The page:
Tuesday, August 19, 2008

Evaluation: Initial Consult and Testing Day 1

Okay, I've been promising this for a while, but I finally feel up to sharing about the eval process so here's goes. And before I start, let me just remind anyone reading that this is one person's experience at one center. It may be very different somewhere else...I just have nothing to compare it to so all I can do is recount what happened to me. And, to be honest, it wasn't NEARLY as scary or emotional as I thought it would be. It was long though - spanning three full days of medical tests - so I think it's easiest to break it down by day and go from there.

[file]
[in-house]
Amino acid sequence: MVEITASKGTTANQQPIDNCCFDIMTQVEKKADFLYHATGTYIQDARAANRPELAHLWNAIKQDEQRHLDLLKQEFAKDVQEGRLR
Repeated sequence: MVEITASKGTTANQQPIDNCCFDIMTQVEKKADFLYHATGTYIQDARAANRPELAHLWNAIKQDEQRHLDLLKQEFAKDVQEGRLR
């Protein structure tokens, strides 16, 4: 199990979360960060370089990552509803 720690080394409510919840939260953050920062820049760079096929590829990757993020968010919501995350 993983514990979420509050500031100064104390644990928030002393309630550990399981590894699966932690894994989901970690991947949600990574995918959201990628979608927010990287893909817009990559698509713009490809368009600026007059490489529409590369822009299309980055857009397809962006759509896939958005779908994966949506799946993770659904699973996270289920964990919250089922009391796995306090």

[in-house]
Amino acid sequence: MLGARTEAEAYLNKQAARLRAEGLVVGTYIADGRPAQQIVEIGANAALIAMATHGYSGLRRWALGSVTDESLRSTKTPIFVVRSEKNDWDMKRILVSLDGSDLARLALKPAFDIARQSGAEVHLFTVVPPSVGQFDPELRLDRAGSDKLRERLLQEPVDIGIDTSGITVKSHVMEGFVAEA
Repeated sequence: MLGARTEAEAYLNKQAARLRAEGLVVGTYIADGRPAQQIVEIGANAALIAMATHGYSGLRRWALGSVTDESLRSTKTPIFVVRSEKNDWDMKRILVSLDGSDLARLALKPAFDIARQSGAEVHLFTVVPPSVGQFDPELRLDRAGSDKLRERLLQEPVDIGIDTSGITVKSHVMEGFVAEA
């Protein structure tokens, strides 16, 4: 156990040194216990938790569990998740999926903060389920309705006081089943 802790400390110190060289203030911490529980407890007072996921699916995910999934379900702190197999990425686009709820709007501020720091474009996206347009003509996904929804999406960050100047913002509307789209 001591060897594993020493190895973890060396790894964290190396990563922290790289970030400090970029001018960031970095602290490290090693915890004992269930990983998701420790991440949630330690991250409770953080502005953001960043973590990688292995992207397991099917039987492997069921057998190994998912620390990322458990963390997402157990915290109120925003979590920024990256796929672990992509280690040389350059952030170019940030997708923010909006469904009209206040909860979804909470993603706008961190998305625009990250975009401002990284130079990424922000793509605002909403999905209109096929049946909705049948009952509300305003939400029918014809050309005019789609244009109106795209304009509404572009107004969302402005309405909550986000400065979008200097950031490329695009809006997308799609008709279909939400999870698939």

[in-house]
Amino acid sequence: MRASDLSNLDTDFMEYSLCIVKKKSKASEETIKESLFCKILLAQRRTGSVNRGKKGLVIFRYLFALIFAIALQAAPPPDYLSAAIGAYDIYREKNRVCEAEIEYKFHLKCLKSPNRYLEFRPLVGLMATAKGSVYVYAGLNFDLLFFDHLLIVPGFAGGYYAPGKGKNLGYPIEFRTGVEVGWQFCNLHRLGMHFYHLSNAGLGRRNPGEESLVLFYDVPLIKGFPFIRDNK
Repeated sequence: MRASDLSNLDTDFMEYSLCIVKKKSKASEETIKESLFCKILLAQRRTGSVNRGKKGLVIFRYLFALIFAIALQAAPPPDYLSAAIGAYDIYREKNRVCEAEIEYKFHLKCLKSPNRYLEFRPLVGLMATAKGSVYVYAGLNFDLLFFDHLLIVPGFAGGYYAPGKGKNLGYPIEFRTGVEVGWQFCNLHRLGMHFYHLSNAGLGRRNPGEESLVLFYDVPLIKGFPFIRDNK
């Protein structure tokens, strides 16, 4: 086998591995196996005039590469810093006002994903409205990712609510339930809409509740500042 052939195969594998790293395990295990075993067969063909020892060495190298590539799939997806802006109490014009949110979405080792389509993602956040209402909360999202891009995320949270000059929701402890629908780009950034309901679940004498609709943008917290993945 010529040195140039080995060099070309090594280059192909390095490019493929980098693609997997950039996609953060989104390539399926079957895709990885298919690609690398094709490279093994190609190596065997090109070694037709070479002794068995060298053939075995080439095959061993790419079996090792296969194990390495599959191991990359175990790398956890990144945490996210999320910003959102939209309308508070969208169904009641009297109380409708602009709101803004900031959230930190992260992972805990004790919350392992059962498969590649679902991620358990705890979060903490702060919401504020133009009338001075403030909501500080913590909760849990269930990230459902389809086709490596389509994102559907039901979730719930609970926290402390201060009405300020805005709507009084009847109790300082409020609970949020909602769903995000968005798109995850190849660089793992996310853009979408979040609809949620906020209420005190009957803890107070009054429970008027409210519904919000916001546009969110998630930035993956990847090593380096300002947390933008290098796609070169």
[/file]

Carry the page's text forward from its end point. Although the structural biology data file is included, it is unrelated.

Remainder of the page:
Also, just a reminder, I started considering eval in January. I then scheduled the initial consult, but with insurance approvals, work schedules, and whatnot I didn't make that happen until May 9th. So I had some time to process, which I think was helpful. Also, my mom and dad flew in from Denver and my sis lives in NYC, so they were all present for the initial meeting with the tx doctor. I can't even begin to tell you how helpful this was to have the support. Basically, we all met in an exam room with the tx doctor who will be taking over my pulmonary care from my CF doc (I will still see my CF doc for other aspects of CF). He was very nice and surprisingly able to handle my family's very sarcastic sense of humor. We asked him nearly every question in the book, from "how long is your wait once a patient gets listed" to "how long will I be on the vent after tx" to "what is your policy on communicating with the family during the surgery?" He was super helpful - even when he couldn't give a simple answer, he gave as honest of an opinion as he could. It was great, and really laid a foundation of trust. What was helpful to me was just having a list of questions to ask on hand. I literally walked in with three pages of questions and checked them off as we went. My sister "stole" some of my questions and I gave her crap not thinking up her own!